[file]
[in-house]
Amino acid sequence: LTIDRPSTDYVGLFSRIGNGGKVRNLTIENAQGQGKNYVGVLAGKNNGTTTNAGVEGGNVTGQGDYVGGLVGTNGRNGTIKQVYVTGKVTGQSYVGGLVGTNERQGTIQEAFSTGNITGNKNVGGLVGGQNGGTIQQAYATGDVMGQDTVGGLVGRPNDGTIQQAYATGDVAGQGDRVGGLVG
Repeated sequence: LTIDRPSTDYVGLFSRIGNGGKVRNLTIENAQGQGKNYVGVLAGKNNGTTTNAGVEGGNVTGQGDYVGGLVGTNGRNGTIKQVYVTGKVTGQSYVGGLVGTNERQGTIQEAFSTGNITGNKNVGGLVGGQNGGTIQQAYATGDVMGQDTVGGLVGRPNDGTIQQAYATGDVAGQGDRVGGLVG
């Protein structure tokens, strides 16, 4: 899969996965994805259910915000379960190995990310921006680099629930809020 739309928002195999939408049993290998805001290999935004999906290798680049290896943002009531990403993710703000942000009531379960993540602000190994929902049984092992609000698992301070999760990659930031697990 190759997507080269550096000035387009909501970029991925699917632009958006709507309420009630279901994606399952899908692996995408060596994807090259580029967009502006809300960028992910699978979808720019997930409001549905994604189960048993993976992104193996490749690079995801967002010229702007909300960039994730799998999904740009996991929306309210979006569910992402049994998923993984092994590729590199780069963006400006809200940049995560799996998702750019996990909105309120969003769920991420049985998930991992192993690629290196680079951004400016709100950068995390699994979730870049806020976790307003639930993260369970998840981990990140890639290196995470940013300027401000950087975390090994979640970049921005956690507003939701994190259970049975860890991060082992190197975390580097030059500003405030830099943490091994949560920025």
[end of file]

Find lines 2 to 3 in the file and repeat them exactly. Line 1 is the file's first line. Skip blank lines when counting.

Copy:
Amino acid sequence: LTIDRPSTDYVGLFSRIGNGGKVRNLTIENAQGQGKNYVGVLAGKNNGTTTNAGVEGGNVTGQGDYVGGLVGTNGRNGTIKQVYVTGKVTGQSYVGGLVGTNERQGTIQEAFSTGNITGNKNVGGLVGGQNGGTIQQAYATGDVMGQDTVGGLVGRPNDGTIQQAYATGDVAGQGDRVGGLVG
Repeated sequence: LTIDRPSTDYVGLFSRIGNGGKVRNLTIENAQGQGKNYVGVLAGKNNGTTTNAGVEGGNVTGQGDYVGGLVGTNGRNGTIKQVYVTGKVTGQSYVGGLVGTNERQGTIQEAFSTGNITGNKNVGGLVGGQNGGTIQQAYATGDVMGQDTVGGLVGRPNDGTIQQAYATGDVAGQGDRVGGLVG